For instance, if you put a 48V voltage source across a 3V LED, disaster. Current is unbounded. If you put a 1A limited current source across an LED, the supply will vary the voltage up until 1A is achieved. Assuming the LED is rated for 1A, the voltage should be within the proper range for the LED and all is well.
As another example, let’s assume you have a 6 volt voltage mode supply. Across the supply you have two LEDs in series that just happen to have a 3V drop with 1A of current. Everything is kosher. 3Vx2 = 6V drop = 1A current. But what happens if one of the LED shorts out? The supply will try to maintain that 6V across them. In order to do so, it will increase the current output (up to a maximum). Assuming the LED has a linear current/voltage relationship, the current will increase to 2A to get 6V. If the single working LED is not rated for that current, it will consume itself.
On the other-hand, let’s assume you have a 1A current mode supply. Across the supply you have two LEDs in series that just happen to have a 3V drop with 1A of current. Everything is kosher. 1A = 6V drop. Supply is now at 6V. But what happens if one of the LED shorts out? The supply will try to maintain that 1A across the LEDs. In order to do so, it will decrease voltage until 1A is produced. The voltage is reduced to 3V. A safer, but not foolproof, scenario.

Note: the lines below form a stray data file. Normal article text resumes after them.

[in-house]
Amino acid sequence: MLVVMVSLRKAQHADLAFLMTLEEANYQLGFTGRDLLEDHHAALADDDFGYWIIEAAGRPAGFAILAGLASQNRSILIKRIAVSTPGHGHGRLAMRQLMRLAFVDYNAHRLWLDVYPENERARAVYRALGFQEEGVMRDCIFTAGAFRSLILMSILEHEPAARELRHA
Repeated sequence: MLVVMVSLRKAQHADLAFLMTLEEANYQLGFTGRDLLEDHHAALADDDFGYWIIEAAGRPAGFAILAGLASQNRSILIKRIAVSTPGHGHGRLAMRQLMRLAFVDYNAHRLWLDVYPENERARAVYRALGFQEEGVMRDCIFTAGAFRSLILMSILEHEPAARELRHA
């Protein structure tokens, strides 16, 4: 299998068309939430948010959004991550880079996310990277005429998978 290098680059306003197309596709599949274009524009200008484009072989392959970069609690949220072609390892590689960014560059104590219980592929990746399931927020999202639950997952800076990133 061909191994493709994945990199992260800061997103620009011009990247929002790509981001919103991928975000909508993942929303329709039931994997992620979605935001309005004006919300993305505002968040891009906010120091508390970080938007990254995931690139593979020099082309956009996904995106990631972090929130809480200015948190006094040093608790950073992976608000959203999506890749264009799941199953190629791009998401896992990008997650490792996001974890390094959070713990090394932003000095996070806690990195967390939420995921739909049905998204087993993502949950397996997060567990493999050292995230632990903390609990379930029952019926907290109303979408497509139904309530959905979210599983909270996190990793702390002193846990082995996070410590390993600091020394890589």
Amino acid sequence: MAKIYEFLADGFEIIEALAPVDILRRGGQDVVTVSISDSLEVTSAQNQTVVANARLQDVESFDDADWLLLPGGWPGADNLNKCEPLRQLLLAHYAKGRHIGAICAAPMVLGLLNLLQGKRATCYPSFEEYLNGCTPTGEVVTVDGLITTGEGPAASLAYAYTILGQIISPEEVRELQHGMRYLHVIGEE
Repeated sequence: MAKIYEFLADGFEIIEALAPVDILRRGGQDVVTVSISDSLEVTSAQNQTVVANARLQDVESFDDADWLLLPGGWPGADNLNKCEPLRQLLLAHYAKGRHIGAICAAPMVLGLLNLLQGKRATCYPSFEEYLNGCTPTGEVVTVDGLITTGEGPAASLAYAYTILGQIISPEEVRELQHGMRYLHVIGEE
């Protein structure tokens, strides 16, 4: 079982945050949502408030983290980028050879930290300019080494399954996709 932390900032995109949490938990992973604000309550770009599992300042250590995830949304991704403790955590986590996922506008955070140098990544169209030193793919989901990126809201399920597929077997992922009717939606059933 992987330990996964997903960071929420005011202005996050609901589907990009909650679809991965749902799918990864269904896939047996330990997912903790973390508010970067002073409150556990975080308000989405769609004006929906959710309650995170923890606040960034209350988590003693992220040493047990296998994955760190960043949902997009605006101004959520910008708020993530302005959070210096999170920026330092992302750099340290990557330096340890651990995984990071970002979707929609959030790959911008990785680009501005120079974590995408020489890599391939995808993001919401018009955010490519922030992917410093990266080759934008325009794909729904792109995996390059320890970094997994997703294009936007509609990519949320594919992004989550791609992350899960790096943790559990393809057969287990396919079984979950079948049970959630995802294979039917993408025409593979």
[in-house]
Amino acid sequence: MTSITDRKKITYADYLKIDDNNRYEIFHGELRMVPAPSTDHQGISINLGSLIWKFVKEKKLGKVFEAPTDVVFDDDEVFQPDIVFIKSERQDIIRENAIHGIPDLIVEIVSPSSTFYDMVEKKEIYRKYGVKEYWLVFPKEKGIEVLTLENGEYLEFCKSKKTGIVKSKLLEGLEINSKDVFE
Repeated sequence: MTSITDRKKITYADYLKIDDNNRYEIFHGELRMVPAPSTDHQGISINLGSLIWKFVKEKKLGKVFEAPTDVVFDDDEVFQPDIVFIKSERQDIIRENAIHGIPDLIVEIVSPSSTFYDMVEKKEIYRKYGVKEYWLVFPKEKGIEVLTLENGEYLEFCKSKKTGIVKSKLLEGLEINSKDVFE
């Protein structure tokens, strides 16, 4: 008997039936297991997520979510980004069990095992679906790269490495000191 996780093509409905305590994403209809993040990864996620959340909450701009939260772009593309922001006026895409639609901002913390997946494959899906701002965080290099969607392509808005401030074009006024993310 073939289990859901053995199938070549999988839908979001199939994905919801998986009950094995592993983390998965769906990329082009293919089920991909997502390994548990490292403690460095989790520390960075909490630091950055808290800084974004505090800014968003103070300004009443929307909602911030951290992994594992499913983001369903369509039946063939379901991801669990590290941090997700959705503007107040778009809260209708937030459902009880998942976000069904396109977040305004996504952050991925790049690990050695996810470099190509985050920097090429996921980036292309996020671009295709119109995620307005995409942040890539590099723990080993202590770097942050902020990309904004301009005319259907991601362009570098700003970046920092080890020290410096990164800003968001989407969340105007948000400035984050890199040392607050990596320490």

You can do either, voltage mode or current mode, but the current mode is the preference for both ease and safety.
Constant power output probably means 1800W. So, if your voltage drop is 32V, then the supply is capable of driving 56 amps while it attempts to produce the 48V across the 32V drop. And, it will do so if allowed. E.g. the potential need for power resistors inline to limit current depending on the configuration.
It’s a very nice supply on the cheap. I might buy one for other uses. Nothing wrong with what you are thinking. But it will take some care to utilize it for LEDs, I’d think.